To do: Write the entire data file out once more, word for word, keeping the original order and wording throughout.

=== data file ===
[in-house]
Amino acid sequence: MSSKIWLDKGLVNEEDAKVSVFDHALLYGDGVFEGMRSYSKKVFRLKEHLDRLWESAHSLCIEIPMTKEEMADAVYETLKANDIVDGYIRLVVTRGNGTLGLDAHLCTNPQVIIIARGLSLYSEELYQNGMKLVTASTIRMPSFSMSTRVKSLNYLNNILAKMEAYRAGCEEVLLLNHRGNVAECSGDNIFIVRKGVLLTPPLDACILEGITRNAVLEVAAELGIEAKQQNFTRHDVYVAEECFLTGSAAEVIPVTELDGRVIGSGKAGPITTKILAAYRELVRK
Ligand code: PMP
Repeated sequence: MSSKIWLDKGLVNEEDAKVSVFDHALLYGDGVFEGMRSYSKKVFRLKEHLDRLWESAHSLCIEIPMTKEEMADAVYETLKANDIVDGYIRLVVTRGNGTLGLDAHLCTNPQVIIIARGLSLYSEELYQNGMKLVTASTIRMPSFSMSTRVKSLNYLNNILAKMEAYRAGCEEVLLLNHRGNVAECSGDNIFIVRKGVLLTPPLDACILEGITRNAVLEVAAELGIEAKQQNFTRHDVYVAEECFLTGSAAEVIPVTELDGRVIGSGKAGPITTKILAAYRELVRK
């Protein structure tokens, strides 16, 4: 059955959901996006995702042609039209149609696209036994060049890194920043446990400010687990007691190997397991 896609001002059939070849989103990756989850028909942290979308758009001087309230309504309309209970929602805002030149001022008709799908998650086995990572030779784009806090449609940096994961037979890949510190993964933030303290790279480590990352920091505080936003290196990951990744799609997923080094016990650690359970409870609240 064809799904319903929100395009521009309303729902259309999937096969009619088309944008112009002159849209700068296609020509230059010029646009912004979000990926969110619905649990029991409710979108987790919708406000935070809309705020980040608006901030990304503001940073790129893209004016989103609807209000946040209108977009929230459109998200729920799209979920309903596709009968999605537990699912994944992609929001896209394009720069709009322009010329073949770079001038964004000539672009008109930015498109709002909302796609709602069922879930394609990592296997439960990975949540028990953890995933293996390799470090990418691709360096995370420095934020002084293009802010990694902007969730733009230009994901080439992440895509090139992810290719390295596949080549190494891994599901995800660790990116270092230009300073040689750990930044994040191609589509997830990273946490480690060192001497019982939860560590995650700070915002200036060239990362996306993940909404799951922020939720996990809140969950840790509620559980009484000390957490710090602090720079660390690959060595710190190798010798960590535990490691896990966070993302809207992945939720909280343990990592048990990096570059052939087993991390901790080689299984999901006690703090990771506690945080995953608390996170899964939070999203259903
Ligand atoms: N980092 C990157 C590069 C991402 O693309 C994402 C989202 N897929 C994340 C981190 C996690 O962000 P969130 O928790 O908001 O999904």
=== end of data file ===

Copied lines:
[in-house]
Amino acid sequence: MSSKIWLDKGLVNEEDAKVSVFDHALLYGDGVFEGMRSYSKKVFRLKEHLDRLWESAHSLCIEIPMTKEEMADAVYETLKANDIVDGYIRLVVTRGNGTLGLDAHLCTNPQVIIIARGLSLYSEELYQNGMKLVTASTIRMPSFSMSTRVKSLNYLNNILAKMEAYRAGCEEVLLLNHRGNVAECSGDNIFIVRKGVLLTPPLDACILEGITRNAVLEVAAELGIEAKQQNFTRHDVYVAEECFLTGSAAEVIPVTELDGRVIGSGKAGPITTKILAAYRELVRK
Ligand code: PMP
Repeated sequence: MSSKIWLDKGLVNEEDAKVSVFDHALLYGDGVFEGMRSYSKKVFRLKEHLDRLWESAHSLCIEIPMTKEEMADAVYETLKANDIVDGYIRLVVTRGNGTLGLDAHLCTNPQVIIIARGLSLYSEELYQNGMKLVTASTIRMPSFSMSTRVKSLNYLNNILAKMEAYRAGCEEVLLLNHRGNVAECSGDNIFIVRKGVLLTPPLDACILEGITRNAVLEVAAELGIEAKQQNFTRHDVYVAEECFLTGSAAEVIPVTELDGRVIGSGKAGPITTKILAAYRELVRK
């Protein structure tokens, strides 16, 4: 059955959901996006995702042609039209149609696209036994060049890194920043446990400010687990007691190997397991 896609001002059939070849989103990756989850028909942290979308758009001087309230309504309309209970929602805002030149001022008709799908998650086995990572030779784009806090449609940096994961037979890949510190993964933030303290790279480590990352920091505080936003290196990951990744799609997923080094016990650690359970409870609240 064809799904319903929100395009521009309303729902259309999937096969009619088309944008112009002159849209700068296609020509230059010029646009912004979000990926969110619905649990029991409710979108987790919708406000935070809309705020980040608006901030990304503001940073790129893209004016989103609807209000946040209108977009929230459109998200729920799209979920309903596709009968999605537990699912994944992609929001896209394009720069709009322009010329073949770079001038964004000539672009008109930015498109709002909302796609709602069922879930394609990592296997439960990975949540028990953890995933293996390799470090990418691709360096995370420095934020002084293009802010990694902007969730733009230009994901080439992440895509090139992810290719390295596949080549190494891994599901995800660790990116270092230009300073040689750990930044994040191609589509997830990273946490480690060192001497019982939860560590995650700070915002200036060239990362996306993940909404799951922020939720996990809140969950840790509620559980009484000390957490710090602090720079660390690959060595710190190798010798960590535990490691896990966070993302809207992945939720909280343990990592048990990096570059052939087993991390901790080689299984999901006690703090990771506690945080995953608390996170899964939070999203259903
Ligand atoms: N980092 C990157 C590069 C991402 O693309 C994402 C989202 N897929 C994340 C981190 C996690 O962000 P969130 O928790 O908001 O999904």